Monday, 16 January 2017

Cannabidiol


The Washington Post story this week on the promising discovery that a compound in marijuana, cannabidiol (CBD), seems to be dramatically useful in treating epilepsy anxiety, schizophrenia, heart disease and cancer comes with a dose of high irony. Even though CBD lacks the most famous property associated with marijuana—it doesn't get you high—the Drug Enforcement Agency is insisting on listing it on Schedule I, the list of the most restricted and allegedly most dangerous drugs with no medical value. Schedule I listing makes doing research with the compound absurdly difficult. Imagine having to install a safe bolted to the floor with an elaborate alarm system to store a drug whose most notable effect on the human brain seems to be the drastic reduction of epileptic seizures and chronic anxiety.  This is just another example of the DEA's abuse of a classification system that is never supposed to restrict access to drugs with medical use. LSD, MDMA, psilocybin and all other psychedelics—increasingly found to be a powerful force for healing in conjunction with medically supervised therapy—are also stuck on the Schedule I list. Somebody is stuck in the Sixties, and it's not the scientists and clinicians working with these drugs, it's the bureaucrats regulating them.
- Reni Rahmadani

Saturday, 31 December 2016

Gender Bias In Hiring: Interviewing as a Trans Woman in Tech

Being trans brings an entire new layer of bias and discrimination to play in every interview.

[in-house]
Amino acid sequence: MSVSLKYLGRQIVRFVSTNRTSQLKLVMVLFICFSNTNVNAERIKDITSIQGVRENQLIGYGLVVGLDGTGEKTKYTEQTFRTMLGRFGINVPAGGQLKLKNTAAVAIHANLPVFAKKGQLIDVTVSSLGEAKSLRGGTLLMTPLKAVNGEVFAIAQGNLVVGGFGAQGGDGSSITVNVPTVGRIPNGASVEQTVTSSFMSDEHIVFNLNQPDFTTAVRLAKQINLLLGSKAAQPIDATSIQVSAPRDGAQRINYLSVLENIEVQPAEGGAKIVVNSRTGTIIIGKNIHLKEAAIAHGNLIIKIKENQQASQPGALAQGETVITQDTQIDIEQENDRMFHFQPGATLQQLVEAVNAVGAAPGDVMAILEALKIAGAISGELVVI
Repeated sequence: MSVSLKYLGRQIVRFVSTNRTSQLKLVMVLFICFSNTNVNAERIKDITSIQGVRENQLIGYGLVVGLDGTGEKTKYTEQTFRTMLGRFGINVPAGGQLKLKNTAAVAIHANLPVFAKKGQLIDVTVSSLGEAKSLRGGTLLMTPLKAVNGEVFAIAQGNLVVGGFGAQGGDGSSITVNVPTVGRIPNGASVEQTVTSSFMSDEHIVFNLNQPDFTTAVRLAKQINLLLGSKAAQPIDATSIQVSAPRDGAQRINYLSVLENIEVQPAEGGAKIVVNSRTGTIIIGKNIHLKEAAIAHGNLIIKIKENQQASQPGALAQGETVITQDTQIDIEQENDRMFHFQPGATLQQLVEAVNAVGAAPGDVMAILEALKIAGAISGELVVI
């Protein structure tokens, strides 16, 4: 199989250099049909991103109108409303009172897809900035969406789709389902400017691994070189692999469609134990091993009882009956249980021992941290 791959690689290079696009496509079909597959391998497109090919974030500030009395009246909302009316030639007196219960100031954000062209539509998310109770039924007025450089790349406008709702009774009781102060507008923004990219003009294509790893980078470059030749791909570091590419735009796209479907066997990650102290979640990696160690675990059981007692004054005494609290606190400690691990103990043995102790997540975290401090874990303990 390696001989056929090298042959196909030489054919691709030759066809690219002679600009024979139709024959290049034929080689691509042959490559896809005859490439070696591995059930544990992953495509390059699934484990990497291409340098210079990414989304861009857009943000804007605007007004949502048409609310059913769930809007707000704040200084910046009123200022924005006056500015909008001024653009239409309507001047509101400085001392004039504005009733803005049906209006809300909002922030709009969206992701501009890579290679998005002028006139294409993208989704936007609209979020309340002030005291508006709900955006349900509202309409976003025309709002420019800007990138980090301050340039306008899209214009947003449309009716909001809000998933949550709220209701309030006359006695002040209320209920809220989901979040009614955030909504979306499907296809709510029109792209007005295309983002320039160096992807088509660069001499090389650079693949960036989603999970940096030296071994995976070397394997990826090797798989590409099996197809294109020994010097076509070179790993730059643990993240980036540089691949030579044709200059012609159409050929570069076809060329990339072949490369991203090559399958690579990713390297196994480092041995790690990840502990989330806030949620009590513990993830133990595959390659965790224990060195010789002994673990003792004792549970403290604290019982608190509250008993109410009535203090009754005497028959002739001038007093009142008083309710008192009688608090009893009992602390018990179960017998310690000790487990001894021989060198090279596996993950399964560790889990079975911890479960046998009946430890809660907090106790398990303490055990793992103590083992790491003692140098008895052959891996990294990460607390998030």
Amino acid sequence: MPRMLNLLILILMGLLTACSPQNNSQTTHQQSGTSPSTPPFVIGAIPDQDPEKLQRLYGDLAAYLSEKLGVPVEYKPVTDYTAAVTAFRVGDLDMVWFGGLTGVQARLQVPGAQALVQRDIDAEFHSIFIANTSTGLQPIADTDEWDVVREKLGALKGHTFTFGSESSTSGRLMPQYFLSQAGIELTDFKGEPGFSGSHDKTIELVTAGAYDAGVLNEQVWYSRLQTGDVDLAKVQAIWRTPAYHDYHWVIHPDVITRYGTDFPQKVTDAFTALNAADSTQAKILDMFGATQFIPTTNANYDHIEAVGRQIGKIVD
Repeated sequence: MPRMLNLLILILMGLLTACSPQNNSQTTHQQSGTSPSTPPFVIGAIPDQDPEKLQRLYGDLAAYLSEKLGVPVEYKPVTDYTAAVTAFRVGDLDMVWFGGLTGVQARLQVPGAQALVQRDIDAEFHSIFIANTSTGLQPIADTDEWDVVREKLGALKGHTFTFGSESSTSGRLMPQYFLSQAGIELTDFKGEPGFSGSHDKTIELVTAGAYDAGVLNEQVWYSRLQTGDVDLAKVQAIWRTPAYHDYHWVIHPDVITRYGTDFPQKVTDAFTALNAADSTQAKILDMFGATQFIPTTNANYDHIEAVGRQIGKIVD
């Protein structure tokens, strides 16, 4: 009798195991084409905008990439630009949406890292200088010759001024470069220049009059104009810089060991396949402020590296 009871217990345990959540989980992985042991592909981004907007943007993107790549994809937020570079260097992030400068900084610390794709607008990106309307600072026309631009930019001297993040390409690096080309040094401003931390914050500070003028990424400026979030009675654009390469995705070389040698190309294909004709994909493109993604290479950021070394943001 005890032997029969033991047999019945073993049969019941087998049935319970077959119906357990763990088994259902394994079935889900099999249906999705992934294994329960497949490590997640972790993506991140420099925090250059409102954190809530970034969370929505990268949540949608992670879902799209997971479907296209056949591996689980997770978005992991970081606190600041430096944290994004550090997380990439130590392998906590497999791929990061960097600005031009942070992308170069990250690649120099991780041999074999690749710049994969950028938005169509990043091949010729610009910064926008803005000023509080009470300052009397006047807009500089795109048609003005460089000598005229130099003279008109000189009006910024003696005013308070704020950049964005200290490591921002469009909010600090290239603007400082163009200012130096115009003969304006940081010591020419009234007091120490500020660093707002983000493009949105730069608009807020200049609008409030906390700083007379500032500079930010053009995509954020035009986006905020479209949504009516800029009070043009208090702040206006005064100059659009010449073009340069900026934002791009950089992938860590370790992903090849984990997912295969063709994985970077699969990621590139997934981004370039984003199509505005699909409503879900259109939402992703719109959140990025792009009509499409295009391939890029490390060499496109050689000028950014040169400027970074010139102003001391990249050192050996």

A year of job searching. 
Many phone screens, filtering down to a smaller number of on-site interviews, a handful of multi-round interviews. I got consistent positive feedback. Yet when it came time to make an offer, every company would decline.
“I am so sorry, but we don’t feel you are experienced enough.”
More than once, the recruiter called me to apologize. They felt the company was making a huge mistake: I was exactly the candidate they had been looking for, and the feedback was all positive.
None of this is too surprising. It’s really hard to get a job as a woman in tech. The interesting thing is that for the first 15 years of my career, if I was brought in for an on-site interview, it always resulted in an offer. Every time. 
But for those first 15 years of my career I was perceived as a male. For I am a trans woman.

Insidious Bias

We know a lot about bias in hiring. Study after study confirms the very real phenomenon of bias against womenagainst people of coloragainst LGBT candidates. A fascinating phenomenon has shown up in some of the more recent studies: those who have very little explicit bias often have a lot of internalized implicit bias. That is to say, those who externally and consciously seem the least discriminatory, tend to be more likely to discriminate on a subconscious level.
My life has played out what many of these studies have simulated by replacing names on resumes, and other sleights of hand. The same exact candidate, in one instance presented as male and another as female, had not just slightly different results in the job search, but radically different results.
My career has become an A/B Test in gender. With the clear “winner” being male.

Being Trans

Being trans brings an entire new layer of bias and discrimination to play in every interview. In many circumstances I can avoid being read as trans. But almost never in a technical interview. Get me talking about tech and I will subconsciously drop voice. If the interviewer — almost always male — had suspicions about me prior to that, they have now been confirmed.
At this point a whole new set of factors come into play. Do they find me repulsive? Or worse, do they find me attractive? You can almost see the internalized homophobia in their eyes when this happens; that moment when they realize they are attracted to a trans woman. You see the fear in their eyes as they think “does this mean I am gay?”